The Official Journal of EuroPCR and the European Association of Percutaneous Coronary Interventions (EAPCI)

Society of Thoracic Surgeons Risk Scores Performance in Patients with Left Main Coronary Artery Disease Undergoing Revascularization in the EXCEL trial

DOI: 10.4244/EIJ-D-19-00417

1. Department of Cardiothoracic Surgery, Erasmus University Medical Centre, Rotterdam, the Netherlands, Netherlands
2. Society of Thoracic Surgeons Research Center, Chicago, Illinois
3. Department of Cardiothoracic Surgery, Erasmus University Medical Centre, Rotterdam, the Netherlands
4. Department of Cardiovascular Surgery, Mount Sinai Heart at Mount Sinai Saint Luke's, New York, New York
5. Department of Cardiac Surgery, John Radcliffe Hospital, Oxford, UK
6. Clinical Trials Centre, Cardiovascular Research Foundation, New York, New York; Center for Interventional Vascular Therapy, Division of Cardiology, New York-Presbyterian Hospital/Columbia University Medical Centre, New York, New York
7. Clinical Trials Centre, Cardiovascular Research Foundation, New York, New York
8. Imperial College of Science, Technology and Medicine, London, UK
9. Department of Surgery, University Hospitals Cleveland Medical Centre, Cleveland, Ohio
10. Department of Cardiothoracic Surgery, Erasmus University Medical Centre, Rotterdam, the Netherlands
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Aims: Accurate risk prediction in patients undergoing revascularization is essential. We aimed to assess the predictive performance of Society for Thoracic Surgeons (STS) risk models in patients with left main coronary artery disease (LMCAD) undergoing coronary artery bypass grafting (CABG) or percutaneous coronary intervention with everolimus-eluting stents (PCI-EES).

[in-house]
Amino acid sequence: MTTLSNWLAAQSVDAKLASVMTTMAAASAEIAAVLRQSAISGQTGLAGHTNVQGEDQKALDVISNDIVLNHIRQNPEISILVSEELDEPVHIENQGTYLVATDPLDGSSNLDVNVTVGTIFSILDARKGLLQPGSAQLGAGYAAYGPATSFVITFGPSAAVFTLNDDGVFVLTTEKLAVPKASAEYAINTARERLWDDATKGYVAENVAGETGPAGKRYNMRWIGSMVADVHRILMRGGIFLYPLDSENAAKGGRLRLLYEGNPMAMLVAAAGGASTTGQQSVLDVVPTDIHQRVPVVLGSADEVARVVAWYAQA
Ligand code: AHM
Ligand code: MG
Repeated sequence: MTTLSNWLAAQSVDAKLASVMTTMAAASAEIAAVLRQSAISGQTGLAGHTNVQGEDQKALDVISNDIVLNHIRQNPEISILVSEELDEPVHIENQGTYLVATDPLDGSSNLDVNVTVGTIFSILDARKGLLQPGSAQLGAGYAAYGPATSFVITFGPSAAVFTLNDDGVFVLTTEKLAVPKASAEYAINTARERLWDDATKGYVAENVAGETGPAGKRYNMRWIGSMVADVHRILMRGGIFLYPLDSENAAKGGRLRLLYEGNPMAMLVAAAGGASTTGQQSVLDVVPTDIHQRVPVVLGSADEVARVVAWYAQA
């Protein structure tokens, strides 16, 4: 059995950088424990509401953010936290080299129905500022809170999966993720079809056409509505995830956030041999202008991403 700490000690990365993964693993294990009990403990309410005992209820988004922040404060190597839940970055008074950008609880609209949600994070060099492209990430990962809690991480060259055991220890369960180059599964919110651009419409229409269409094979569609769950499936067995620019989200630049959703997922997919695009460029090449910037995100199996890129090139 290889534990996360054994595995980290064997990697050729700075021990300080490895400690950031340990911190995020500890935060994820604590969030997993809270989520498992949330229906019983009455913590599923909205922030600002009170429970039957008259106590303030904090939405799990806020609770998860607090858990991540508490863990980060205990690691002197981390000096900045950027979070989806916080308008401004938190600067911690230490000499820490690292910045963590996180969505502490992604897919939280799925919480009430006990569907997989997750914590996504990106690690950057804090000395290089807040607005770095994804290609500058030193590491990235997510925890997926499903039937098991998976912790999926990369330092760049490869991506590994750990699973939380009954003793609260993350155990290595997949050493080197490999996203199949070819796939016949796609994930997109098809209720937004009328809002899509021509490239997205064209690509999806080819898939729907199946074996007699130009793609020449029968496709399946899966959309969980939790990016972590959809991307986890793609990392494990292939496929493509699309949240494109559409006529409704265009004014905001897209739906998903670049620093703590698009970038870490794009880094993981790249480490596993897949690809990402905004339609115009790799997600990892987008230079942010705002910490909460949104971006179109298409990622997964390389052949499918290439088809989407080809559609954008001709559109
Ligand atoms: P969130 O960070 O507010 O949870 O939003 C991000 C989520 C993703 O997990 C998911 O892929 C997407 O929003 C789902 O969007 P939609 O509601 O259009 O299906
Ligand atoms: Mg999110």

Methods and results: The predictive performance of STS risk models for perioperative mortality, stroke and renal failure were evaluated for their discriminative ability (C statistic) and calibration (Hosmer-Lemeshow goodness-of-fit-test; χ2 and p-values) among patients with LMCAD undergoing PCI-EES (n=935) and CABG (n=923) from the randomized EXCEL trial. STS risk scores, in CABG patients, showed good discrimination for 30-day mortality and average discrimination for stroke (C statistics 0.730 and 0.629 respectively) with average calibration. For PCI, STS risk scores had no discrimination for mortality (C statistic 0.507), yet good discrimination (C statistic 0.751) and calibration for stroke. The predictive performance for renal failure was good for CABG (C statistic 0.82), yet poor for PCI (C statistic 0.59). 

Conclusions: In selected patients with LMCAD from the EXCEL trial, STS risk models showed good predictive performance for CABG yet lacked predictive performance for PCI for perioperative mortality and renal failure. The STS stroke risk model was surprisingly more discriminating in PCI compared to CABG EXCEL patients. Improved and procedure-specific risk-prediction instruments are needed to accurately estimate adverse events after LMCAD revascularization by CABG and PCI.

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